Your Wisdom Teeth Questions AnsweredYour Wisdom Teeth Questions Answered

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Your Wisdom Teeth Questions Answered

If you have wisdom teeth that are painful, it's important that you read this blog. My name is Cassie Yardley and a few months ago I started having excruciating pain in my back teeth. I went to my dentist and he said that I had an impacted wisdom tooth. He told me that I would continue having the pain until I had the tooth removed because it was pressing against another tooth. My dentist could tell that I was anxious, so he took the time to tell me all about wisdom teeth, why we have them and why it's important to have them taken out. After my mouth healed, the pain was completely gone and I'm glad that I had the tooth removed. If you have questions about your wisdom teeth, please read my blog to learn all about them and how a dentist can help.


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Don't Think A Small Cavity In Your Molar Matters? Here's Why It Does

If you notice a small area of decay in one of your molars, but the tooth doesn't hurt, you might put off seeing a family dentist for care. Although the cavity in your tooth is tiny, it can actually become a huge problem later. Even small cavities have the potential to lead to abscesses, nerve damage, and even tooth loss without the proper dental treatment. Here are things that may happen if you don't fill your small cavity and what you can do instead.

You Get a Bigger Cavity

Waiting to see a dentist can be a big mistake. Although it takes some time for cavities to develop, they can cause many problems once they do. One of the problems with cavities is that they can deepen or spread to the tissues inside teeth, including the nerves.

Not all nerve damage is noticeable right away. Sometimes, it takes awhile before you feel pain from a decayed tooth. But by the time you do feel pain, the decay may have already damaged or exposed the tooth's nerves. Exposed tooth nerves can become sensitive to different stimuli, such as cold tea or hot soup. Even soda, candy, and other sweet items may trigger pain.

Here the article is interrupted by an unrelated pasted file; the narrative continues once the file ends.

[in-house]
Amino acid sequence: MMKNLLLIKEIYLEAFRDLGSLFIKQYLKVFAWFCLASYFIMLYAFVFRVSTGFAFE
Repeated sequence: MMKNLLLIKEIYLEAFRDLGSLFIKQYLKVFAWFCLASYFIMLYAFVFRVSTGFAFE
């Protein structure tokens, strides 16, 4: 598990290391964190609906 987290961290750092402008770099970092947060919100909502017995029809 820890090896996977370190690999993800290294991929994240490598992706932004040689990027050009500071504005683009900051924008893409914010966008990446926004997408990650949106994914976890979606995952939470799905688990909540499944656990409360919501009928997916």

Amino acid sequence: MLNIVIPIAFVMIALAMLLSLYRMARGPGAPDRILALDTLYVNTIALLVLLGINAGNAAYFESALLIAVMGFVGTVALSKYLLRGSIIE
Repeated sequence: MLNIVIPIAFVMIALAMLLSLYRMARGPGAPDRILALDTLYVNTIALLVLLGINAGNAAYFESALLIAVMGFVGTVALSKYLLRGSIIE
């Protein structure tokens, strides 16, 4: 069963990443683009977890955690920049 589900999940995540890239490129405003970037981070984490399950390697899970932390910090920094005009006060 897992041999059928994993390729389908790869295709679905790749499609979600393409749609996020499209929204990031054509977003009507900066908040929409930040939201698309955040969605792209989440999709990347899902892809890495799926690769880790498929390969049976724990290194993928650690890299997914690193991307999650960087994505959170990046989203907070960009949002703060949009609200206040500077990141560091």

In addition, infected teeth can cause an abscess to form at the end of one of your tooth's roots. Abscesses are small to large pockets of pus. The pus contains dead cells, bacteria, and lymph fluids. If an abscess leaks pus, it can potentially spread to and infect other mouth and body structures, including your heart.

You Lose Your Tooth

If your tooth becomes too damaged, a dentist may need to remove it. Losing a molar can have detrimental effects on your life. Your ability to chew meat, hard vegetables, and even some types of fruit may decrease. Your mouth may even hurt when you try to chew foods with hard or solid textures.

Tooth loss can also affect how you look in the future. The bones in your face and jaws need teeth to keep them strong and healthy. When you lose a tooth, the bone in the empty socket travels back, or reabsorbs, into the jawbone. Your jawline, cheekbones, and other bones of the face may shrink or appear smaller over time, which causes premature aging. Within the first year of losing your molar, your jawbone could potentially lose as much as 25 percent of its width.

In addition to premature aging, tooth loss may also cause other teeth to move out of place. Teeth positioned on either side of your missing tooth can travel into its empty tooth socket over time. The shift in tooth position may cause pain in your jaws, because your jaws need to work harder to chew food.

You Can Do These Things Instead

The first thing you can do is see a dentist for an exam. A dental provider can take X-rays of your tooth to see if the cavity spread deeper into it. If the decay has spread, a dentist may suggest that you have a root canal completed on the tooth. A root canal treatment removes dead tissues from inside the tooth and replaces it with a filling. The filling seals out bacteria, which could otherwise infect the tooth further.

If you don't need a root canal treatment, a dentist will most likely just fill the tooth. You may also receive a fluoride treatment to strengthen the tooth from future decay. After treatment, you can protect your tooth by brushing and flossing regularly. Try to avoid drinking or eating acidic beverages and foods.

Also, monitor your teeth for signs of tooth decay regularly. If you do see another cavity form, contact a dentist immediately for care. To learn more, check out websites like